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Clinical thinking

Bill Vargas has been working for The Children's Hospital at Westmead for more than two decades. When he started, its use of IT was primarily concerned with corporate functions such as patient billing and demographics. Today, as the CIO of its Information Services division, Vargas and his team increasingly deploy solutions designed to improve clinical processes. He chatted with BRIAN CORRIGAN about the changing role of technology in the healthcare industry.

How is Westmead incorporating technology into its practices?

We are a fair way down the track in relation to using IT within health - we have an electronic medical record, there are combinations of systems in some areas that are totally paperless, we have medical imaging like radiology and MRI [magnetic resonance imaging] scans online, we have implemented document imaging in the ward areas so we have a full record available to our clinicians, we have electronic ordering, and some do clinical documentation so all of their notes are captured.

What are the major functions of your role?

It's mainly concerned with looking strategically at where the organisation wants to go. We look at new technology and how we can implement it but the main focus has been on patient care. It's not about the technology itself but about how we can help the clinicians and nursing staff improve their processes.

The Vocera communications solution we've implemented is a prime example. It's a voice-activated, hands-free, Wi-Fi communications system that lets medical staff find and talk to each other. We have more than 50 of them in emergency and outpatients already with wireless moving progressively through the rest of the ward areas in the next year, depending on other projects.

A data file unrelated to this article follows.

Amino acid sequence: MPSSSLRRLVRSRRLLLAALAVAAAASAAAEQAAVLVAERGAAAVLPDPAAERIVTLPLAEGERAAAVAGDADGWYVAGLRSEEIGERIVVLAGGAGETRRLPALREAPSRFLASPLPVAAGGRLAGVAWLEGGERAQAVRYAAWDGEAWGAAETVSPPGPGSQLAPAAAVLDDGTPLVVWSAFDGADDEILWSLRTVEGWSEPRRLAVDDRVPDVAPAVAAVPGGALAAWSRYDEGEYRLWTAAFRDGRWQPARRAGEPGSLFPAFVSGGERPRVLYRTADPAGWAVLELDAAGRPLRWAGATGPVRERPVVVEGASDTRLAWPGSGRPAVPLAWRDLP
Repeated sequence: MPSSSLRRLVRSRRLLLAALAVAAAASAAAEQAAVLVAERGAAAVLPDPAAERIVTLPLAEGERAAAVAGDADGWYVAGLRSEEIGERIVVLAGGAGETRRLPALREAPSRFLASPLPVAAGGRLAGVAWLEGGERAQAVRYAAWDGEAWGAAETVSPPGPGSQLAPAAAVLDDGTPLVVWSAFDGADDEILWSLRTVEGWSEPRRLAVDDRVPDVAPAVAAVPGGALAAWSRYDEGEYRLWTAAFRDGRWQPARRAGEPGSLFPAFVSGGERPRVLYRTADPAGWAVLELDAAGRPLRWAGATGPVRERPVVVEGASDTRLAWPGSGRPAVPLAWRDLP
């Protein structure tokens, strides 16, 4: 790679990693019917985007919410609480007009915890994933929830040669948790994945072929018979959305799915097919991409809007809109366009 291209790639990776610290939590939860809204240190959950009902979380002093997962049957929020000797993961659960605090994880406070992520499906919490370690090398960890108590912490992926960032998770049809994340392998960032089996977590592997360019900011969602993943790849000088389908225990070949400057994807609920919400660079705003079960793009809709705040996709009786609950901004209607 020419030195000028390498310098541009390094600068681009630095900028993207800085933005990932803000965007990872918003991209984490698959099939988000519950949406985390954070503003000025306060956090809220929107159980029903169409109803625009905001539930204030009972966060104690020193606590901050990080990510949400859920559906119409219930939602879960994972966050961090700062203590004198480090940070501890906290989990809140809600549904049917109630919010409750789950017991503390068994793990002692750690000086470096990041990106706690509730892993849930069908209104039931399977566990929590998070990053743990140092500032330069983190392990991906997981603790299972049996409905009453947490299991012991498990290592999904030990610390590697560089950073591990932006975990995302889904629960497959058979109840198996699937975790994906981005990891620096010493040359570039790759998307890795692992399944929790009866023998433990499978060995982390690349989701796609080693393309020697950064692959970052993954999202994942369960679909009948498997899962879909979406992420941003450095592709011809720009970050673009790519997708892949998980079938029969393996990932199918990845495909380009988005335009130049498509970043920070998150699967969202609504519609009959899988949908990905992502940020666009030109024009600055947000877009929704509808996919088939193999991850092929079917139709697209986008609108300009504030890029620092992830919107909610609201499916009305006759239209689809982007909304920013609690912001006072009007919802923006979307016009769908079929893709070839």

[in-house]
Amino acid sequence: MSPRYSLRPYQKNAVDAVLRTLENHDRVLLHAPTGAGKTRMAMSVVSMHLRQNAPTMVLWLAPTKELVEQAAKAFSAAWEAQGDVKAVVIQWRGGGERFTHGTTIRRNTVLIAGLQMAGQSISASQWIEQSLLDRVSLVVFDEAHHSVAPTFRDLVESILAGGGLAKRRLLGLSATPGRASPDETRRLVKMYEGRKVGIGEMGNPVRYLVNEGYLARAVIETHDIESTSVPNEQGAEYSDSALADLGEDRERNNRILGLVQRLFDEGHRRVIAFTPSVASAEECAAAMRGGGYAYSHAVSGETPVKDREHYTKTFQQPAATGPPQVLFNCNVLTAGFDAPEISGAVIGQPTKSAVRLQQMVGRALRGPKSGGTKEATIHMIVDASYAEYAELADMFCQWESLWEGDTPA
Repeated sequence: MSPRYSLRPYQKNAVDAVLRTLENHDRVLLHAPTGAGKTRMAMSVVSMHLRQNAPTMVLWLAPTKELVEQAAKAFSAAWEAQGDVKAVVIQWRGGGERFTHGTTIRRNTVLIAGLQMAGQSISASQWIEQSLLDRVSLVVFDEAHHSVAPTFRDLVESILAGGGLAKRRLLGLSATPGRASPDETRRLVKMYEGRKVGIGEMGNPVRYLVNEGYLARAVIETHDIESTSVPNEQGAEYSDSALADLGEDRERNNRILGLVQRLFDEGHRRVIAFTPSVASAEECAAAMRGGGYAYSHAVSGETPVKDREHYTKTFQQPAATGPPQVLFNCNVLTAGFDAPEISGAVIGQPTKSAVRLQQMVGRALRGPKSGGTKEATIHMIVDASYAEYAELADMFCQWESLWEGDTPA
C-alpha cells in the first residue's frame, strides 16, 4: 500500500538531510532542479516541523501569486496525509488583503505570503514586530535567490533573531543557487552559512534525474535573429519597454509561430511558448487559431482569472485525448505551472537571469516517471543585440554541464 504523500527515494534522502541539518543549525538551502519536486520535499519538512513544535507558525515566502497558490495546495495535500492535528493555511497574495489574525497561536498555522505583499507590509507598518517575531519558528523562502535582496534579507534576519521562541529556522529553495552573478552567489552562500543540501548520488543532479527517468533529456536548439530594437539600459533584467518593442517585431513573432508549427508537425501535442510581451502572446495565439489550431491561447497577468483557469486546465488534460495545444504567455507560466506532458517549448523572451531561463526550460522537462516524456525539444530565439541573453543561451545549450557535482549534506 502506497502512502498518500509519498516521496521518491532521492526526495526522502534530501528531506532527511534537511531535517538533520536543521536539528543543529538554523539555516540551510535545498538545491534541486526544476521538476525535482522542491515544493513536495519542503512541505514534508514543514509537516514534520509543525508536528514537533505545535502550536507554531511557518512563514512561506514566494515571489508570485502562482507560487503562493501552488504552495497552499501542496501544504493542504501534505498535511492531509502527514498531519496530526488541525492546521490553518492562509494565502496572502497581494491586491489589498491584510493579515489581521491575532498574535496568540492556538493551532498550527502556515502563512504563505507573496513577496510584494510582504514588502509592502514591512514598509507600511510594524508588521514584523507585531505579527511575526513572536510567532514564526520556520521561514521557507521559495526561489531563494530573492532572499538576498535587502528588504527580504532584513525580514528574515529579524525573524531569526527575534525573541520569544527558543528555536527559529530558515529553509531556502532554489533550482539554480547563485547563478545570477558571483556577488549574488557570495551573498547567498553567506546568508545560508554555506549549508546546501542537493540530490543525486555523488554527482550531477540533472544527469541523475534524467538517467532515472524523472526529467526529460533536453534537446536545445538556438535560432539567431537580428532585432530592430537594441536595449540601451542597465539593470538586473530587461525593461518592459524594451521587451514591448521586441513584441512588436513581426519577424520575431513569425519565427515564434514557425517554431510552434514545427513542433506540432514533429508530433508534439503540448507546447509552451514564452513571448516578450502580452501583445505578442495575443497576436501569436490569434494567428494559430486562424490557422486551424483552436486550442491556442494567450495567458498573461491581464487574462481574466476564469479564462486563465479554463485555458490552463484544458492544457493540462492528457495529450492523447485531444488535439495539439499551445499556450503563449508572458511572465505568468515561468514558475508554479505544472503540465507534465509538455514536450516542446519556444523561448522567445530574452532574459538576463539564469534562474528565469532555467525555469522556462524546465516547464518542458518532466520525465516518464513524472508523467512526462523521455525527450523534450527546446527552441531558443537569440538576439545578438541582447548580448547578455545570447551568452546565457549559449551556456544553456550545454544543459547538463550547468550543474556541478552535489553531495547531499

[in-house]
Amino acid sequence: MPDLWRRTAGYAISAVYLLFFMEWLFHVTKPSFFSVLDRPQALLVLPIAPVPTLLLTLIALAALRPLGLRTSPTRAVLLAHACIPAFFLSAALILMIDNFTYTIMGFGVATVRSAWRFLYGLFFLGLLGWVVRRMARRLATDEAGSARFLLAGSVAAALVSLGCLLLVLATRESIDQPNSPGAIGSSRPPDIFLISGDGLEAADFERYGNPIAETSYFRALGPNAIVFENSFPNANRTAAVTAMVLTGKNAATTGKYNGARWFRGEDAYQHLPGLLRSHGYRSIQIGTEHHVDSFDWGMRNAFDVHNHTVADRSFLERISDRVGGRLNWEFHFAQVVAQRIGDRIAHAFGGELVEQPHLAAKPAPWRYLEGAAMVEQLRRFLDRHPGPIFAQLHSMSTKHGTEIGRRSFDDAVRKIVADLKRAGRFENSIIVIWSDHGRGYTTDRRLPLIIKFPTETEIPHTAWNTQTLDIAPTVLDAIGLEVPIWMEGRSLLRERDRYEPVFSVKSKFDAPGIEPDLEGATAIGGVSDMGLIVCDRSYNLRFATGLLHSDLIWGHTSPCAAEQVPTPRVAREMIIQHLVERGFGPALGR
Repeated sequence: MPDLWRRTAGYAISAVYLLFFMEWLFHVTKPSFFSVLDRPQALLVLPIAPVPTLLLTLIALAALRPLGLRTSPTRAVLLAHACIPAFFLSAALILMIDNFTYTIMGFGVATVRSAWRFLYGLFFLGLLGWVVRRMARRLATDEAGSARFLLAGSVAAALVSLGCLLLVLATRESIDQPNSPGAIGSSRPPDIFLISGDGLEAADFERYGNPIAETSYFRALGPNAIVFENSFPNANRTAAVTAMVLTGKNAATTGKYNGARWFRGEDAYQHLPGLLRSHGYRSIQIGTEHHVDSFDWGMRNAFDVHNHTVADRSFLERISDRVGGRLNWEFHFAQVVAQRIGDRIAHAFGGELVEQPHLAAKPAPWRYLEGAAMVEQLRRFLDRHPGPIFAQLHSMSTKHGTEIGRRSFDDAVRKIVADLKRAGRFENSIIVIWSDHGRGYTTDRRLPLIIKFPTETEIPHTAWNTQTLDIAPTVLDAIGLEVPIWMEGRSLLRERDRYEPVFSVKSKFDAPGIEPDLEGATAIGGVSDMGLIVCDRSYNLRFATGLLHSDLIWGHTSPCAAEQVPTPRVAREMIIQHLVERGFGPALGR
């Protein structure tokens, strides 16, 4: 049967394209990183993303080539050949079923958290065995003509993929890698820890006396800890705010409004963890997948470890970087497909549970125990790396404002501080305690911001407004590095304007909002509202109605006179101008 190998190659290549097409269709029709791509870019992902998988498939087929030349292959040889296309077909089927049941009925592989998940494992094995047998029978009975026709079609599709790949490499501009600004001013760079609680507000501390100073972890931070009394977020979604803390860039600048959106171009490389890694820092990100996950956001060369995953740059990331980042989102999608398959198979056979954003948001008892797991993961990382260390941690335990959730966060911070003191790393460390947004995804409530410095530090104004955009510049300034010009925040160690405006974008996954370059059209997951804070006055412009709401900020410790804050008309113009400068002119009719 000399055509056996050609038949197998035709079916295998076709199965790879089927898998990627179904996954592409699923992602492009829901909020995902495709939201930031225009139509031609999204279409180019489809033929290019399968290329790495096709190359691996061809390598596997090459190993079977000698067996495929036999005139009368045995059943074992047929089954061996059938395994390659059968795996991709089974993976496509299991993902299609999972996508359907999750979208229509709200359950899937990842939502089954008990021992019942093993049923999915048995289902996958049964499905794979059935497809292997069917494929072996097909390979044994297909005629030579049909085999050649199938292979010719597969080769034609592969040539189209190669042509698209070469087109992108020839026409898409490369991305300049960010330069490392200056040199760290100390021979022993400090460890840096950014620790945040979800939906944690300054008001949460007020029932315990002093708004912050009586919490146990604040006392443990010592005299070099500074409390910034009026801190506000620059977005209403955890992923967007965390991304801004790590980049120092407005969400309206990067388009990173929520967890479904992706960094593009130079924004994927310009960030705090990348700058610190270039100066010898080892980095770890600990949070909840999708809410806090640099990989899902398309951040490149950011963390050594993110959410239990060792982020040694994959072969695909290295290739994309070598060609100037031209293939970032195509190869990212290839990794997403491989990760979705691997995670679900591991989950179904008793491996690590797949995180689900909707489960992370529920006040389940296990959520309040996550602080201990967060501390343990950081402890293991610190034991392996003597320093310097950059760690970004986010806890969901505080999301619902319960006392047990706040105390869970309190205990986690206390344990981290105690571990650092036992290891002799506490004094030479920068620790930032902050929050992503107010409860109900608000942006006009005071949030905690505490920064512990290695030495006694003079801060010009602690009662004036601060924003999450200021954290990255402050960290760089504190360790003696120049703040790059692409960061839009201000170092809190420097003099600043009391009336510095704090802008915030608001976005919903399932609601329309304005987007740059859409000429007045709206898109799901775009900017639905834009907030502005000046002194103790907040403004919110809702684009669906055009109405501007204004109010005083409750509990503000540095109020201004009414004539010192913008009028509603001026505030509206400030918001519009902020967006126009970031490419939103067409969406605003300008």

We've created work process issues for the clinicians because they have to go back to a desktop so we're also looking at mobile technology and have implemented computers on wheels (COWs) in some areas. We looked at putting things through PDAs but we're dealing with legacy applications that don't lend themselves to that technology currently.

How to integrate existing clinical systems onto new devices is one of the things vendors coming into the market have to consider. Open systems are something vendors have to deal with so, for example, a PDA can place an order securely through that environment without replicating or having a multitude of systems talking to each other.

What is your main focus for the next 12 months?

Wireless would be one but we are also replacing some of the existing systems within emergency because they currently run separately from the core electronic medical records system that we're running. As part of that, we are also moving towards medications management and hope to be the pilot for NSW Health. This would cover the full medication process from prescribing to dispensing and there are lots of patient benefits.

General work includes revitalising our current technology. We have a three-year replacement cycle and continue to roll out PCs. We've also centralised printing and introduced Trim, which is a document management system. We're looking at [Microsoft] SharePoint. On the corporate side, the NSW [Health] strategy is to replace some legacy payroll with full ERP systems and we also want to work, as an organisation, with the new Health Technology body for shared services computing. We have our own facilities here but the long-term aim is to have it centralised.

Do you have any concerns about going to a centralised system when this hospital is further advanced than some in terms of using IT?

We've just got to ensure that we protect the organisation and maintain our momentum. It hasn't happened overnight, it's been more than 10 years, but we're now being driven by the consumer and their expectations are probably beyond the timeframes we can meet. We have a very large group of clinicians that have taken to technology and are constantly pushing the boundaries, then you have those in the middle that are working towards it, and the number who are resisting it is reducing because they see the benefits. The Vocera communications system I mentioned, for example, is saving 20 working hours per day in emergency alone.

If you could implement any single technology solution tomorrow, regardless of cost, what would it be?

I think the fundamental solution is some sort of directory authentication. So if we're talking globally it would be for a person to be able to authenticate, regardless of where they are in the system, and have access to all relevant information. As an individual you would have access to a multitude of applications based on whether you are a clinician or a member of the accounts department. In the future this will underpin everything we do.

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